Coauthor Irina Rotenko
From the post about the outstanding reproductive behaviour of one model wolf pack that is leading by quite old experienced female that we call as Torn Ear, perhaps, you already got to know that during this warm season i.e. in May-July 2020 we traced a very interesting breeding situation in this wolf group.
Continue reading “Unique parent cooperation in multibreeding situation of wolf pack”
Coauthor Irina Rotenko
In our previous studies we registered usage of badger setts by mother lynx with small kittens in June-August (mainly by track registrations), as well as much interest of pregnant female lynxes to badger setts (by camera trapping). We supposed that badger sett is a quite common den of the Eurasian lynx. Nevertheless, a good documentation of using badger sett by lynx mother with small kittens was absent in our materials. We had some photos of that behaviour only.
Continue reading “Documentation of using badger sett by lynx mother with small kittens”
Coauthor Irina Rotenko
By this short post we would like to share some ideas in relation to the necessary changes in the way of our study on the wolf breeding in Naliboki Forest with the researchers and amateurs, who deal with that. With respect to the mentioned changes, three questions may be raised: (1) why do we need to change something in the study approach on the wolf breeding; (2) what the changes will be; and (3) which benefit we expect from the changes?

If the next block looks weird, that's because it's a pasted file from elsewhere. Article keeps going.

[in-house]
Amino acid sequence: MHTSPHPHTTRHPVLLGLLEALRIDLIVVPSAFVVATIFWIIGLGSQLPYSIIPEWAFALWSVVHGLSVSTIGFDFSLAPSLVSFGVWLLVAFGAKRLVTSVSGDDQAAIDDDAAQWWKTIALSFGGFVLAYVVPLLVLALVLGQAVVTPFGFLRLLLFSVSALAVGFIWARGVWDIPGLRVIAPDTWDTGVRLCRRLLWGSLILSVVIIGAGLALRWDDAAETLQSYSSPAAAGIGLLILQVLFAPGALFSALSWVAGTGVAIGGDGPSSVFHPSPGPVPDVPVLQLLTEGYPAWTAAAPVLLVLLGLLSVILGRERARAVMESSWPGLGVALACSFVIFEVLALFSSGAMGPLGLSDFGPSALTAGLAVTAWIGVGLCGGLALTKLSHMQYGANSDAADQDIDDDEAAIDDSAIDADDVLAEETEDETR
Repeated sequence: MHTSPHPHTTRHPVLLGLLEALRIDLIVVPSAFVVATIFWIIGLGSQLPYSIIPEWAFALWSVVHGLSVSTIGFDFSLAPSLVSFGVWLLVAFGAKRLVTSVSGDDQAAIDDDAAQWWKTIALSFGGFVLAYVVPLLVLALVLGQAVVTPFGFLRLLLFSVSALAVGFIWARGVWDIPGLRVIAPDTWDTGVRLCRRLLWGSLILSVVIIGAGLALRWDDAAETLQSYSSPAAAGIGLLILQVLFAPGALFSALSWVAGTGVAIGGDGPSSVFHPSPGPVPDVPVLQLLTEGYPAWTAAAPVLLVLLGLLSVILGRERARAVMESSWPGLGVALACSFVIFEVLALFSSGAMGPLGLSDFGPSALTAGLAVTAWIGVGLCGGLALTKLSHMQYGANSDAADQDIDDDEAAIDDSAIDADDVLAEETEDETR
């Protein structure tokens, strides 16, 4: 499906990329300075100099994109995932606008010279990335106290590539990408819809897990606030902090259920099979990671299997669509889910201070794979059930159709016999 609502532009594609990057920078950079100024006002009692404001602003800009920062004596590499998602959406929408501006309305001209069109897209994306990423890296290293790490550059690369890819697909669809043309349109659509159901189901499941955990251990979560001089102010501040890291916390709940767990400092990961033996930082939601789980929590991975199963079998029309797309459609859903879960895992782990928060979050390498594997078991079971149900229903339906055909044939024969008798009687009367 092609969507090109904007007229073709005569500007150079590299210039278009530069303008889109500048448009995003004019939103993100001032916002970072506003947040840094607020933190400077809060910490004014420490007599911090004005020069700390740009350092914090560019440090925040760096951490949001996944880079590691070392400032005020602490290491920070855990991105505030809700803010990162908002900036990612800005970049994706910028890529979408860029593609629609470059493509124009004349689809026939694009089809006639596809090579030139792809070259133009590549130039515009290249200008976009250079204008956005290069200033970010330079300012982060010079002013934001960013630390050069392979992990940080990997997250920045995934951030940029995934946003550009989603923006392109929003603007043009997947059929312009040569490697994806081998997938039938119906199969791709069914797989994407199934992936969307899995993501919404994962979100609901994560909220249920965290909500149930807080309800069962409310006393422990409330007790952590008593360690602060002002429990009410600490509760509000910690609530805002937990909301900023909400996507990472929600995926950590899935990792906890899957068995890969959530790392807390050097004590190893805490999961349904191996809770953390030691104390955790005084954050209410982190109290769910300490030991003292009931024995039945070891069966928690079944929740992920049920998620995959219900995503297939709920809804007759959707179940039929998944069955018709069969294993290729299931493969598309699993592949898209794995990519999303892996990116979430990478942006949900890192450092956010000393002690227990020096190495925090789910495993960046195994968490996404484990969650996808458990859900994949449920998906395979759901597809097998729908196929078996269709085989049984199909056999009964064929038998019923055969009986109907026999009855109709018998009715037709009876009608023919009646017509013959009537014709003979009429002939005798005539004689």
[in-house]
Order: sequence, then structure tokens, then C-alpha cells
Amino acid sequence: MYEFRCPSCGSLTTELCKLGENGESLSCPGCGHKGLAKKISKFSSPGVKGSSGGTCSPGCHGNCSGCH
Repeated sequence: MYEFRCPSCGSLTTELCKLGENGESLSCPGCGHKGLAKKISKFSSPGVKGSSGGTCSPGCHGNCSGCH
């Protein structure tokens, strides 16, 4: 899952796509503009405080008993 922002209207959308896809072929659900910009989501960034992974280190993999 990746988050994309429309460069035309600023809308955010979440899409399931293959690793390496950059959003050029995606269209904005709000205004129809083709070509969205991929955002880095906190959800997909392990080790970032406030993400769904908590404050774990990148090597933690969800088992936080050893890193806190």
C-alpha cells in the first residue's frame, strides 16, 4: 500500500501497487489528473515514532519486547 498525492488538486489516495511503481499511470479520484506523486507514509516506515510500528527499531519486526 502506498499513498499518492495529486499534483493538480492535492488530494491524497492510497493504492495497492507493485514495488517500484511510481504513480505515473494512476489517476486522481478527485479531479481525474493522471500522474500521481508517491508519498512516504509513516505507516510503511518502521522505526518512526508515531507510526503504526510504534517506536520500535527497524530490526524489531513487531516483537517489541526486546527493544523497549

Continue reading “Change in the way of our study on the wolf breeding in Naliboki Forest, central-western Belarus”
Coauthor Irina Rotenko
Concerning the wolf Canis lupus breeding in Europe and wider in Eurasia there is a widely spread belief that the species is strictly monogamous with a certain way of breeding and pack formation in family pattern (e.g. Bibikov D.I., 1985 and references therein; Jędrzejewska & Jędrzejewski, 1998).
Those beliefs suggested the three following theses: first, during breeding season, a wolf pack has merely one litter or there are no pups; second, usually a wolf pack consists of parent wolves and their pups of the current and previous biological years as a normal maximum; additionally, such a pack may subordinate some non-relative wolves; and third, usually offspring disperse from their maternal pack around mating season, in the second year of their life, when they are 20-22 months old.
Continue reading “Breeding story of one model wolf pack leading by Torn Ear dominant female in Naliboki Forest: exceptional or routine?”